Energy Policy Modernization Act

The Senate recently passed its bipartisan energy policy bill, S. 2012, the focus of which is energy infrastructure modernization and increased energy efficiency. Among other things, the bill would amend the 2005 Energy Policy Act provisions related to FERC’s role in coordinating applicable federal authorizations and NEPA compliance for natural gas projects under the Natural Gas Act in order to:

  • Express the “sense of Congress” that all federal authorizations required for a facility should be issued within 90 days after an application for a Certificate of Public Convenience and Necessity is considered to be complete by FERC;
  • Provide for FERC to refer interagency disputes that delay or unreasonably deny a federal authorization needed for a natural gas project to the Council on Environmental Quality to ensure timely resolution;
  • Require deference by other agencies considering federal authorizations for a project to the scope of environmental review set by FERC;
  • Require each agency considering an aspect of an application for a needed federal authorization to carry out its obligations in conjunction with NEPA review and to implement procedures to complete the authorization process within the 90-day timeframe provided above; and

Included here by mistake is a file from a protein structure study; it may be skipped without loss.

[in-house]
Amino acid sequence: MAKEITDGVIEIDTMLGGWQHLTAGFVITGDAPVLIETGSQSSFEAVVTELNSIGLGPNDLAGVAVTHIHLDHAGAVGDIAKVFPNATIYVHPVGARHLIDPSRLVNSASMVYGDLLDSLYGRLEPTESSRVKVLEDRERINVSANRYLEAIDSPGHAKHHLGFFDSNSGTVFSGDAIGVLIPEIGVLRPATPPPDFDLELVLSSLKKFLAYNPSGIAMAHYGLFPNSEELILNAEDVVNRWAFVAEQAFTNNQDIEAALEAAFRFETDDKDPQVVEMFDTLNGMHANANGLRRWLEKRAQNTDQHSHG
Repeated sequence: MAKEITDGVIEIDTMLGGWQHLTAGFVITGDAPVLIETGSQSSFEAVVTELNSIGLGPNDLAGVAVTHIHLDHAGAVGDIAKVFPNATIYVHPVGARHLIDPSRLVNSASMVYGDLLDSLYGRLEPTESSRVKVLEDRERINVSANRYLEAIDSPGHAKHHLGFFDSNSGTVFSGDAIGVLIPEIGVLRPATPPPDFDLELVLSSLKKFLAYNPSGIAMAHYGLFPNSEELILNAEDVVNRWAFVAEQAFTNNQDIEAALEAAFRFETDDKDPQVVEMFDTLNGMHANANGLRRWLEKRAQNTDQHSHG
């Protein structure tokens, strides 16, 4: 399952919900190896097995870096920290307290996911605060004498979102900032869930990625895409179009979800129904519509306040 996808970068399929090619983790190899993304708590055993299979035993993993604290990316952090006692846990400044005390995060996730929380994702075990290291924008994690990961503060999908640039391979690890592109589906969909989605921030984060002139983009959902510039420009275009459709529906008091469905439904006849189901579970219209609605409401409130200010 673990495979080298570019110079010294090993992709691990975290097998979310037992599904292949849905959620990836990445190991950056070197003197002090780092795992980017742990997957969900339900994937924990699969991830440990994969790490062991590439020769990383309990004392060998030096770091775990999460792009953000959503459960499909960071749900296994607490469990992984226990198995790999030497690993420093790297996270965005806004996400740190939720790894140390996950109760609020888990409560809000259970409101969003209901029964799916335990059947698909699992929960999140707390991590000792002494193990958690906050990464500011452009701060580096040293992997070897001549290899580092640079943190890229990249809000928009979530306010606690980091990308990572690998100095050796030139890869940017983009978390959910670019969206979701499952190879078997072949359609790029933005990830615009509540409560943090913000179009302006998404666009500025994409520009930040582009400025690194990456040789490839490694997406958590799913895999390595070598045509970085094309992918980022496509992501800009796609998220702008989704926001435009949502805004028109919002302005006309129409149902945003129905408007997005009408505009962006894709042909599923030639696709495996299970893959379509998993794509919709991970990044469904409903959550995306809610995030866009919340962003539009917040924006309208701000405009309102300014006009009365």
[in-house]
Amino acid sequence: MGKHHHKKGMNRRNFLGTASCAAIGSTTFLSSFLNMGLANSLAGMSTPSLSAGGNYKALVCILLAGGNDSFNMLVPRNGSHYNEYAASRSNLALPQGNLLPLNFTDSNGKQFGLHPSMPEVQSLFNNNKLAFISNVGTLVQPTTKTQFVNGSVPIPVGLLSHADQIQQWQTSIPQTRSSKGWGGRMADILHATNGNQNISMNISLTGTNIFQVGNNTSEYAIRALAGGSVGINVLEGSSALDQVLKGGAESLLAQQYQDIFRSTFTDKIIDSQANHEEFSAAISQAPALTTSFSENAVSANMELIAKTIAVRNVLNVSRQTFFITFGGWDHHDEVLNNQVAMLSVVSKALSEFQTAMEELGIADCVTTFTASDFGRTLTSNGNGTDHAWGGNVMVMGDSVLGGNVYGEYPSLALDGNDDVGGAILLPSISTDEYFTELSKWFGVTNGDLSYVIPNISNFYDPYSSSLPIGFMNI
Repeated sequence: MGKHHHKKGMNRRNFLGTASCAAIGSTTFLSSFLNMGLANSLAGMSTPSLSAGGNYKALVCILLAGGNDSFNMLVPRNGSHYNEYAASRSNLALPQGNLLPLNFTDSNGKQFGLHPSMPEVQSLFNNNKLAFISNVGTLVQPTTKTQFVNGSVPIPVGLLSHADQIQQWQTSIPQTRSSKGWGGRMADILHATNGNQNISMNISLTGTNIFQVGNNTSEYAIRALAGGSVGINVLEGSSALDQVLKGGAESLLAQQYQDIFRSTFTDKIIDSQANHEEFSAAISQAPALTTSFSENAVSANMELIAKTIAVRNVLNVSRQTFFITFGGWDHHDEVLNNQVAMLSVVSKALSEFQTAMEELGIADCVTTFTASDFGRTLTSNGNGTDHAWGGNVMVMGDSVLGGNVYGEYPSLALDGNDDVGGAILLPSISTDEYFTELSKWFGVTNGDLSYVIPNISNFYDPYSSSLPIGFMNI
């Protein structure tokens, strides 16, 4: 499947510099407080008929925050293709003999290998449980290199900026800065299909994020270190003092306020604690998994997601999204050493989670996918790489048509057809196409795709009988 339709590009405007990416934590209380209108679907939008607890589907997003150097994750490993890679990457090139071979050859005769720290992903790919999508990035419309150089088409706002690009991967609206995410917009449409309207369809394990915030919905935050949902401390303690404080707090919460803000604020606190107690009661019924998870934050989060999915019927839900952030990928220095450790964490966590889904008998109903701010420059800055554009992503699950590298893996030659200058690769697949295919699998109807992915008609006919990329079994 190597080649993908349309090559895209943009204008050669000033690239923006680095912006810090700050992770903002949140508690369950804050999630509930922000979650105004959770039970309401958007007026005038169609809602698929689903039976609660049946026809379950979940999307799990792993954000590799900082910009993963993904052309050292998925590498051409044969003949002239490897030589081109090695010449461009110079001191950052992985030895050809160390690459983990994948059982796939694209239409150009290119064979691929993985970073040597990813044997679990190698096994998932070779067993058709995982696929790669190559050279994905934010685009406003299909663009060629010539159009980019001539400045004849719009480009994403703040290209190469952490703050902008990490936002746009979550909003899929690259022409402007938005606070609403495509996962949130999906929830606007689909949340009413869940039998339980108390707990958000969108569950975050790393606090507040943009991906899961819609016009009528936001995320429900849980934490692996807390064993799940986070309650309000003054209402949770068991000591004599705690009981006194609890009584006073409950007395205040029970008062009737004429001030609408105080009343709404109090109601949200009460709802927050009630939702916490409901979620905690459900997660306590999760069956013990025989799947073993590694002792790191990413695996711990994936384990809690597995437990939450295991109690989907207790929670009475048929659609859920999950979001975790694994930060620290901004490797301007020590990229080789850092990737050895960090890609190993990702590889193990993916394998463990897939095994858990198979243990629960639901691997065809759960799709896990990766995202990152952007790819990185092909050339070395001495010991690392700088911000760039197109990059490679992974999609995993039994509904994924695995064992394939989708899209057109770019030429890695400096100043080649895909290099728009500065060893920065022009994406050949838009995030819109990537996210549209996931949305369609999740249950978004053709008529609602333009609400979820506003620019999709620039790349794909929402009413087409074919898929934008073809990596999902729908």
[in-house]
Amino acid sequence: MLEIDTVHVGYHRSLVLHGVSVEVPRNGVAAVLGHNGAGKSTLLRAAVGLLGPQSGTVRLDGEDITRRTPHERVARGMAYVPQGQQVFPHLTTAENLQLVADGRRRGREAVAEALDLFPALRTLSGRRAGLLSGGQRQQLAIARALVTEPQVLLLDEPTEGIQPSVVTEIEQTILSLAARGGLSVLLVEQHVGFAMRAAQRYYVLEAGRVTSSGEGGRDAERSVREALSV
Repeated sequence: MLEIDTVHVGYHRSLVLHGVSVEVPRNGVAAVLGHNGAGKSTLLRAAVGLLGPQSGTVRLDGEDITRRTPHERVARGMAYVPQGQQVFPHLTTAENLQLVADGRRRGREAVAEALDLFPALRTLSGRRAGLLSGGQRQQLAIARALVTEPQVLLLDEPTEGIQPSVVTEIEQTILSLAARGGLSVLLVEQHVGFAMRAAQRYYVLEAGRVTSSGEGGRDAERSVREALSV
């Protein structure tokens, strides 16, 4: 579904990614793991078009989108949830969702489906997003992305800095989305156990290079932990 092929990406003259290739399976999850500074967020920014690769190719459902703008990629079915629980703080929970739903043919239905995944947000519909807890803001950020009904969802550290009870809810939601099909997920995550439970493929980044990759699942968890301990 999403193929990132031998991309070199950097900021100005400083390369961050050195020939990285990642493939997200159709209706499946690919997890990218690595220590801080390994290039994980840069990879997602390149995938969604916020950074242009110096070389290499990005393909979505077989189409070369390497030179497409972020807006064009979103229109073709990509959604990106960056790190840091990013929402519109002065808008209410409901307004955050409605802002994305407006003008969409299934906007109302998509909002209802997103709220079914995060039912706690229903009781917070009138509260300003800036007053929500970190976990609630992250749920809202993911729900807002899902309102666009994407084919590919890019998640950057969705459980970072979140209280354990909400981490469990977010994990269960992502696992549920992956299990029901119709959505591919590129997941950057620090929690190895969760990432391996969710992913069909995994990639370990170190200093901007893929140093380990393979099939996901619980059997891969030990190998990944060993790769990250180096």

• Require the head of an agency that has not completed its authorization process within the 90 days to notify Congress and FERC of its failure to do so and to describe in the notification its plan to ensure completion.

Drone Surveillance of Pipelines

The Senate also passed amendments to the House Federal Aviation Administration (FAA) reauthorization bill, H.R. 636, that would ensure that operators of critical infrastructure (including pipelines) would be able to use unmanned aircraft for surveillance of their facilities. In particular, the bill would allow use of unmanned aircraft beyond the visual line of sight to carry out any activities taken to ensure compliance with certain federal or state regulatory, permit or other requirements (including the requirements of 49 C.F.R. Part 192 and 195, as well as surveying requirements associated with permit applications for new pipeline construction) and activities taken in response to a pipeline incident, natural or manmade disaster, severe weather event, or other incident that may cause damage to the facility. The measure will be recommitted to the House for its consideration and approval.